He was right. Arriving at the department I saw the signs directing me to the MRI section. At the check in, I explained that I had left all the literature at home, but after telling the nurse my name and time of my appointment, the receptionist asked me to take a seat in the waiting room and shortly after another nurse appeared. In her hand she had a clipboard with a checklist which I was asked to complete. I did this with a little help from her at times. The nurse left me taking the completed signed form and told me to wait until I was called. This allowed my imagination to go into overdrive and all manner of worries would enter my head. But luckily today it was short lived as the same nurse came for me.

“We have quite a long walk today”, she said. “Our machine is out of order because the treatment room is being refurbished.” I just listened and walked beside her through a maze of corridors not normally available to the general public. We then reached a door which the nurse opened and we were now in the street again. She turned left, as did I and then stopped by a trailer that had been towed there. “Here we are, Mr Burton.”

The temporary MRI unit was in the road nearly opposite the car park, only thirty metres away from the Hospital entrance and even closer to the map that I could not find the MRI department on in the first place! I had really just gone round in one big circle! I entered the trailer. I had always suffered from claustrophobia and with just one look at the machine I could feel a panic attack coming on. A nurse passed me a solid plastic basket.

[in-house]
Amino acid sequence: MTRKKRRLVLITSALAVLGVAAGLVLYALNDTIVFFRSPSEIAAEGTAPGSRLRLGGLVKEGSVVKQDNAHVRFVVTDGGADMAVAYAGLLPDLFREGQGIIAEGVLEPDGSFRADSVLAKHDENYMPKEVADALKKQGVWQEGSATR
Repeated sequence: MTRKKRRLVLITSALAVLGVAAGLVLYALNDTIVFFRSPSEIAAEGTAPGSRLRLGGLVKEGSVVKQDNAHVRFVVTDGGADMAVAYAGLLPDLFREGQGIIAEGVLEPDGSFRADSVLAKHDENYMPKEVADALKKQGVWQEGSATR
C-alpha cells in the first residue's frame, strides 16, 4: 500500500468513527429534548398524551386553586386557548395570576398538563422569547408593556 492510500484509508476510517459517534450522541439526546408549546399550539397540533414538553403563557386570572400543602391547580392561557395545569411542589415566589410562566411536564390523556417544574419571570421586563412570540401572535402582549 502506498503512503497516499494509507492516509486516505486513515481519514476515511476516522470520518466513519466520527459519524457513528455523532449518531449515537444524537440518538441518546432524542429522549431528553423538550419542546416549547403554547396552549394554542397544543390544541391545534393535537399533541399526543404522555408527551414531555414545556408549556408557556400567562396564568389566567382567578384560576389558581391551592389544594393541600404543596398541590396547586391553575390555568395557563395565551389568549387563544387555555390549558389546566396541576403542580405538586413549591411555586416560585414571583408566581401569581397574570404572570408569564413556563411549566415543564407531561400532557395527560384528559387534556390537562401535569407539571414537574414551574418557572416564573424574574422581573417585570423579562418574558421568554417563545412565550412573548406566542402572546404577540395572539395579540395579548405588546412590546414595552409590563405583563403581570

“Put all of your personal effects in there please, that includes rings, money, watches credit cards etc, everything!”

I did as I was told and explained to her at the same time about my claustrophobia. The nurse replied that they would be as quick as possible to keep my discomfort to a minimum. But the longer they could get me to stay in there the better the results would be. There was also an intercom where we could talk to each other if need be. I got onto the couch.

“Would you like to listen to some music whilst you’re in there?” the nurse asked. “Please” was my reply. Earphones were placed on my head. I adjusted them to fit a bit better. At my request it was playing radio 2 and I was pushed into the cylinder.

Laying there with virtually no room to manoeuvre, the radio then ceased and one of the nurses spoke to me via the headphones.

“Ok Mr Burton, we are going to start the machine now so you will have some idea of the noise levels”. With that being said, the music then resumed and I closed my eyes and clenched my fists, hoping I could cope with all of this. After a short burst the machine noise stopped.